Wolf numbers in the Upper Great Lakes have rebounded dramatically over the last decade. It's a success story of recovery under the Endangered Species Act.

Great Lakes Wolves Not Endangered

Dec 21, 2011

Gray wolves will no longer be protected as an endangered species in the upper Great Lakes. The federal government announced today wolves in Michigan, Minnesota and Wisconsin will be removed from the list in January. That means state agencies will be allowed to kill wolves that are causing problems and could also establish a hunting season for the animals. State wildlife officials say there is growing pressure to establish a hunt for wolves.

Officials Take Comment On Wolf Delisting In The U.P.

Jun 17, 2011

Residents from across the Upper Peninsula gathered in Marquette last night to learn more about a U.S. Fish and Wildlife Service proposal to remove the gray wolf from the Endangered Species list.  The agency says the animal has not only recovered, it is thriving in the Western Great Lakes Region.  Officials say it's time to let states determine how they'll manage the wolf themselves.

Delisting opponents say recovery efforts are not complete.  They say wolves keep the whitetail population healthy, as they go after the weakest and sickest deer. 

Federal wild life officials announced today the gray wolf is fully recovered in Michigan, Wisconsin and Minnesota. The U.S. Fish and Wildlife Service is proposing again to take the animal off the endangered species list in the Western Great Lakes Region.

Two previous court battles resulted in keeping gray wolves under federal protection.

Wolf Shot In Eastern U.P.

Feb 22, 2011

State officials are offering an award for information about an illegal wolf kill in the Eastern Upper Peninsula. The wolf was found February 11th, with an apparent gunshot wound, south of Newberry.

Wolves are still considered an endangered species in Michigan. They can't be killed unless in defense of human life.

Just last month, state officials reported that a wolf pup was likely poached in the northern Lower Peninsula as well.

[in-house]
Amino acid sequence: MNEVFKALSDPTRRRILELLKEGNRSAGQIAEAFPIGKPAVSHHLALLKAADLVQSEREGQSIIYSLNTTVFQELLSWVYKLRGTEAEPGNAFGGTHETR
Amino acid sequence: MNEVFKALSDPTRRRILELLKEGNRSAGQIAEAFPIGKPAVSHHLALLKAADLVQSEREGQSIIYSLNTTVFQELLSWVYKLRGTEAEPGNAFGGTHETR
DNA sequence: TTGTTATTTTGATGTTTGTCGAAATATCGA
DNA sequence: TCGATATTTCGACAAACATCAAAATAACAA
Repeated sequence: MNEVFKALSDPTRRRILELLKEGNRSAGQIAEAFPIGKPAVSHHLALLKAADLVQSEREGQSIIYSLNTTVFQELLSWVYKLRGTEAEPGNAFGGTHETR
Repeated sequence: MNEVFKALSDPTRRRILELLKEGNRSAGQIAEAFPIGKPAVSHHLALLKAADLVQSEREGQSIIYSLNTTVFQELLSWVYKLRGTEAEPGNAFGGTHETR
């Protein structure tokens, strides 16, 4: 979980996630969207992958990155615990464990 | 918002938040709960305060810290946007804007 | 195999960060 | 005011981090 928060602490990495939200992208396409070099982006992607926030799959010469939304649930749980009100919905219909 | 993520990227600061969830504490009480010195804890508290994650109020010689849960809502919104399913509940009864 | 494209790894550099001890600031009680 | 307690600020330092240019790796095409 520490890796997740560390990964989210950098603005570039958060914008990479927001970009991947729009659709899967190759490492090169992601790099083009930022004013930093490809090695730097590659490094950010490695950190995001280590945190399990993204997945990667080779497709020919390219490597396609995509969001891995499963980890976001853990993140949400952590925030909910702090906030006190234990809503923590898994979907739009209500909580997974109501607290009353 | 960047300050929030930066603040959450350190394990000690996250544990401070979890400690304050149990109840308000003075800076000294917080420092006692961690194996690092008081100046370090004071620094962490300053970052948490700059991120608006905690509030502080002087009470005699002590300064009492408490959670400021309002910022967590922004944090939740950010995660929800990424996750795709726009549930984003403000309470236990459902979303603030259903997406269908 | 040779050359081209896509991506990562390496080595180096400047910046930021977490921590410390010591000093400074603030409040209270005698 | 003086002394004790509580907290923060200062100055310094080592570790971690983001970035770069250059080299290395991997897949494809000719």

Wolf  poaching has been on the rise in recent years, even as the state is trying to get Michigan wolves off the endangered list.

A federal wildlife agency will consider taking wolves off the endangered species list for the fourth time in Great Lakes states. Minnesota and Wisconsin and various sportsman groups asked the Fish and Wildlife Service to remove the animal from the list. Michigan also supports the change.

Wildlife biologists have evidence that wolves are breeding in the Northern Lower Peninsula. They trapped a wolf pup last week in Cheboygan County. They were trying to capture an adult to put a radio collar on it.

Biologists put an ear tag on the pup and released it.

Earlier this year, the state Department of Natural Resources and Environment confirmed two small packs in the Lower Peninsula. This is the first evidence of wolf breeding south of the Bridge since their population was wiped out in the early 1900's.

State wildlife officials say there's a lot of public anger about the high number of wolves in the Upper Peninsula, and people are taking matters into their own hands.

In the most recent case, a court in St. Ignace convicted a man for illegally shooting a wolf last December and fined him two thousand dollars. But, state officials also are frustrated because wolves are still given the highest protection under federal law. 

The state of Michigan is asking federal officials for the authority to kill wolves that prey on livestock or attack pets. Right now, only wolves that threaten people can be killed, because wolves are still protected under the endangered species act.

But most problems are from wolves that attack livestock or pets, state wildlife officials say. And the state Department of Natural Resources and Environment no longer captures and moves problem animals.

Wolves Below The Bridge

Mar 23, 2010

For the first time, state wildlife officials say there's a wolf pack in northern Lower Michigan. A pack is defined as two or more animals travelling together, but it doesn't necessarily mean there's a breeding pair.

"The pack designation has more to do with the fact that they hunt together," says Tim Reis, wildlife supervisor for the Department of Natural Resources and Environment.

He says officials found two separate sets of tracks at the same time on private land in northern Cheboygan County.